Botanical name: Schrebera swietenioides Family: Oleaceae (Jasmine family)
Weaver's Beam Tree is a moderate sized deciduous tree, growing up to 20 m tall, with thick grey bark. Leaves are pinnate, with 3-4 pairs of opposite leaflets, and a terminal one. Leaflets are ovate, entire, unequal-sided, petioles thickened at the insertion of leaflets. Flowers are yellowish white, variegated with brown, in terminal trichotomous, corymb-like, compound clusters. Flowers are fragrant at night. Flower tube is funnel- shaped, 8-12 mm long. Petals are 5-7, widely spreading, wedg-shaped, blunt, with brown glandular raised dots on the upper side. Capsule is the size of a hen's egg, pear-shaped, woody, hard, scabrous, 2-celled, seeds 4 in each cell, pendulous, irregularly oval, compressed, produced into a long membranous wing. The wood is used by weavers to make the beam of the looms. Flowering: February-April.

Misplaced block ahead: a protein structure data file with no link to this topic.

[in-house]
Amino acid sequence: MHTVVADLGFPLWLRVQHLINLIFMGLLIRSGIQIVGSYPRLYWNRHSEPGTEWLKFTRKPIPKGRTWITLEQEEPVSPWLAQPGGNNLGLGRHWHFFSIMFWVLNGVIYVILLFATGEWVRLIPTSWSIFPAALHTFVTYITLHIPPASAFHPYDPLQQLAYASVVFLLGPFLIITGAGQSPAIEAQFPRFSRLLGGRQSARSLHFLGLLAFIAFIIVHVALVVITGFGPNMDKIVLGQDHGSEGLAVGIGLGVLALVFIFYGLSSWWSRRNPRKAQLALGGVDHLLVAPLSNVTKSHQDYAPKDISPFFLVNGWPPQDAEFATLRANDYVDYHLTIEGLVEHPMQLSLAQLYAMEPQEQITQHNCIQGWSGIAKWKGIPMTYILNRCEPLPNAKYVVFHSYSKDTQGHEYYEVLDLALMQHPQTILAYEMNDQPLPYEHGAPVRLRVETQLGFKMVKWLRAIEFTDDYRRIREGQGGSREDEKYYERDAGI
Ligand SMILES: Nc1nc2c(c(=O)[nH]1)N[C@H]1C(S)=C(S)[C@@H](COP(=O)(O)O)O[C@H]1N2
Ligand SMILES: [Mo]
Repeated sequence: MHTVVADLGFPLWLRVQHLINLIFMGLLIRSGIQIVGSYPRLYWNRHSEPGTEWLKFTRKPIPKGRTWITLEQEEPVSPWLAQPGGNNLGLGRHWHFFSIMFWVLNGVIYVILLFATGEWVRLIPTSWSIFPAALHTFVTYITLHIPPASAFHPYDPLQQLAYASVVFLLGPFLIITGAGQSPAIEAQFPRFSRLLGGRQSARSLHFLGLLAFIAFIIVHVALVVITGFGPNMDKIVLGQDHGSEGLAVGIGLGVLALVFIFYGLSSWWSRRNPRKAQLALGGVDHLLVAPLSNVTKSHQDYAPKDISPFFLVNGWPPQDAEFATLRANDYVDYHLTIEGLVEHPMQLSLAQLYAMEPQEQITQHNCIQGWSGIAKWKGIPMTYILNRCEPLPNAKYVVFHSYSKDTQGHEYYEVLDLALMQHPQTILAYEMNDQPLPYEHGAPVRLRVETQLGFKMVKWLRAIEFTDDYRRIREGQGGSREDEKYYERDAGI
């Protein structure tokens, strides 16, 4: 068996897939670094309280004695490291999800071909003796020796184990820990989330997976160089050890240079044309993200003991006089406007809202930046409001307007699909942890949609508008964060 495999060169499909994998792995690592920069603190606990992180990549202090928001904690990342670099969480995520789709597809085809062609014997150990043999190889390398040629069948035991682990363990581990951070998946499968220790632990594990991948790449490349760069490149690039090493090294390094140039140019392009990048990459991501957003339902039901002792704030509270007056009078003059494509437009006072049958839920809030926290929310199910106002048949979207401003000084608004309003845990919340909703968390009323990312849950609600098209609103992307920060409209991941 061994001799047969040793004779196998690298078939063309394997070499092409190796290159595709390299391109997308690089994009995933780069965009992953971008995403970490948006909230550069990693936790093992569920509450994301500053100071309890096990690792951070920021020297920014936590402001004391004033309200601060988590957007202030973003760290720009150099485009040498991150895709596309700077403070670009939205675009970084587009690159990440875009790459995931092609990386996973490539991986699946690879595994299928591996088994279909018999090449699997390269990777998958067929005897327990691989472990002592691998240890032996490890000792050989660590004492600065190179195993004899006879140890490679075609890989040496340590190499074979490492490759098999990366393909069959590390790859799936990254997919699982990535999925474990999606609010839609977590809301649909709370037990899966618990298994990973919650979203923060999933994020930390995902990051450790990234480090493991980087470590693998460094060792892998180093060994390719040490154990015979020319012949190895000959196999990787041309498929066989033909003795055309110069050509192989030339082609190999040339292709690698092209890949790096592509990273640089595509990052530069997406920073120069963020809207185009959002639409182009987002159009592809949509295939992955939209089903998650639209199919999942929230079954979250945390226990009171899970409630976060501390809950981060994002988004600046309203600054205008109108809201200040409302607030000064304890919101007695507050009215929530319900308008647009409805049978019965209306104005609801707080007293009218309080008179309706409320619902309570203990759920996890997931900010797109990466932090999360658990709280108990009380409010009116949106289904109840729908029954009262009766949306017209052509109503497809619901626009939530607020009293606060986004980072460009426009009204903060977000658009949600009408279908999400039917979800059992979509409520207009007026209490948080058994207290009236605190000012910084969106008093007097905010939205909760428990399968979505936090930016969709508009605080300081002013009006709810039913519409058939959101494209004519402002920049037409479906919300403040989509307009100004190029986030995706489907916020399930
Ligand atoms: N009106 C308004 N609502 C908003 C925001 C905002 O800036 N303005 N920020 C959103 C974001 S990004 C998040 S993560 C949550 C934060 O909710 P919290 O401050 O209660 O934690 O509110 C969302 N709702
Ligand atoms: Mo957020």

Medicinal uses: The roots, bark and leaves are bitter, acrid, appetising, digestive, thermogenic, stomachic, depurative, constipating urinary astringent and anthelmintic. The fruits are reported to be useful in curing hydrocele.
Identification credit: Satish Phadke, Shrikant Ingalhalikar
The flower labeled Weaver's Beam Tree is ...